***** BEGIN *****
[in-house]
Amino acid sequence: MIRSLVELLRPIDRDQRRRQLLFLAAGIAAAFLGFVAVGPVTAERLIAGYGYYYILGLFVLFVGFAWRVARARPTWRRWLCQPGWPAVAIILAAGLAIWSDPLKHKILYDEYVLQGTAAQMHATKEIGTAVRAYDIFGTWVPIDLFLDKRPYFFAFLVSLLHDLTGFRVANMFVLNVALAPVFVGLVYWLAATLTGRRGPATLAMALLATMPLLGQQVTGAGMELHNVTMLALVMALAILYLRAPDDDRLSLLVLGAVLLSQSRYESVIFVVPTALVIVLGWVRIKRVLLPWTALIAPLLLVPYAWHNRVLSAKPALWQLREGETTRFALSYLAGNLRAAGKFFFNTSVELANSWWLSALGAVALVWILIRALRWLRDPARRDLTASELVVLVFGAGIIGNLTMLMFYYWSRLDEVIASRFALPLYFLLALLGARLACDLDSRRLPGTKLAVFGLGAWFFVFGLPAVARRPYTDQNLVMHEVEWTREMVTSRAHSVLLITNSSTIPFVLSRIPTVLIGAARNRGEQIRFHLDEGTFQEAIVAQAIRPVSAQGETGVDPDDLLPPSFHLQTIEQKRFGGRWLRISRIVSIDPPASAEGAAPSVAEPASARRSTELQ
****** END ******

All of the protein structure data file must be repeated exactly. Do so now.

[in-house]
Amino acid sequence: MIRSLVELLRPIDRDQRRRQLLFLAAGIAAAFLGFVAVGPVTAERLIAGYGYYYILGLFVLFVGFAWRVARARPTWRRWLCQPGWPAVAIILAAGLAIWSDPLKHKILYDEYVLQGTAAQMHATKEIGTAVRAYDIFGTWVPIDLFLDKRPYFFAFLVSLLHDLTGFRVANMFVLNVALAPVFVGLVYWLAATLTGRRGPATLAMALLATMPLLGQQVTGAGMELHNVTMLALVMALAILYLRAPDDDRLSLLVLGAVLLSQSRYESVIFVVPTALVIVLGWVRIKRVLLPWTALIAPLLLVPYAWHNRVLSAKPALWQLREGETTRFALSYLAGNLRAAGKFFFNTSVELANSWWLSALGAVALVWILIRALRWLRDPARRDLTASELVVLVFGAGIIGNLTMLMFYYWSRLDEVIASRFALPLYFLLALLGARLACDLDSRRLPGTKLAVFGLGAWFFVFGLPAVARRPYTDQNLVMHEVEWTREMVTSRAHSVLLITNSSTIPFVLSRIPTVLIGAARNRGEQIRFHLDEGTFQEAIVAQAIRPVSAQGETGVDPDDLLPPSFHLQTIEQKRFGGRWLRISRIVSIDPPASAEGAAPSVAEPASARRSTELQ